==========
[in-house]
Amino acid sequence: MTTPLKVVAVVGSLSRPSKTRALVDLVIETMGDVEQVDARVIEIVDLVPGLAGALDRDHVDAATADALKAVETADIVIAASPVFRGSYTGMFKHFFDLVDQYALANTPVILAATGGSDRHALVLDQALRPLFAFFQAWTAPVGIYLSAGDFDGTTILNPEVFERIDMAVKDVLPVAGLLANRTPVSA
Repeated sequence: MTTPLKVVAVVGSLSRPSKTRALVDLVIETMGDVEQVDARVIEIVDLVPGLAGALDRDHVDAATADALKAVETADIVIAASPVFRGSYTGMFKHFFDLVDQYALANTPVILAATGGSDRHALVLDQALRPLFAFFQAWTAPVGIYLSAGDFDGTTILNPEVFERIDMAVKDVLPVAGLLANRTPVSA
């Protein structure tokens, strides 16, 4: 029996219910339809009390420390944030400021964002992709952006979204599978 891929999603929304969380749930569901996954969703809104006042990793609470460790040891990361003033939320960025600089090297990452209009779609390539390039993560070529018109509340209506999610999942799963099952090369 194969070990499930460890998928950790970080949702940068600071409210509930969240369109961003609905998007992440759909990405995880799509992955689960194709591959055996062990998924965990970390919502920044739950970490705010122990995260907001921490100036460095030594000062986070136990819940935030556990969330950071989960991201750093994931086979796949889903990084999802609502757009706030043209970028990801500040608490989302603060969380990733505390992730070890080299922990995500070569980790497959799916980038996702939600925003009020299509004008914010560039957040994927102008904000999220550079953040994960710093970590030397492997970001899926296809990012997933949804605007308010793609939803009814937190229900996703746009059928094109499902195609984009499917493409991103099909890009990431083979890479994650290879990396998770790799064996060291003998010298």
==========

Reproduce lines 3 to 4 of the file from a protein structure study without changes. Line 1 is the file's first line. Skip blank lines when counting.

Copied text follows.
Repeated sequence: MTTPLKVVAVVGSLSRPSKTRALVDLVIETMGDVEQVDARVIEIVDLVPGLAGALDRDHVDAATADALKAVETADIVIAASPVFRGSYTGMFKHFFDLVDQYALANTPVILAATGGSDRHALVLDQALRPLFAFFQAWTAPVGIYLSAGDFDGTTILNPEVFERIDMAVKDVLPVAGLLANRTPVSA
């Protein structure tokens, strides 16, 4: 029996219910339809009390420390944030400021964002992709952006979204599978 891929999603929304969380749930569901996954969703809104006042990793609470460790040891990361003033939320960025600089090297990452209009779609390539390039993560070529018109509340209506999610999942799963099952090369 194969070990499930460890998928950790970080949702940068600071409210509930969240369109961003609905998007992440759909990405995880799509992955689960194709591959055996062990998924965990970390919502920044739950970490705010122990995260907001921490100036460095030594000062986070136990819940935030556990969330950071989960991201750093994931086979796949889903990084999802609502757009706030043209970028990801500040608490989302603060969380990733505390992730070890080299922990995500070569980790497959799916980038996702939600925003009020299509004008914010560039957040994927102008904000999220550079953040994960710093970590030397492997970001899926296809990012997933949804605007308010793609939803009814937190229900996703746009059928094109499902195609984009499917493409991103099909890009990431083979890479994650290879990396998770790799064996060291003998010298």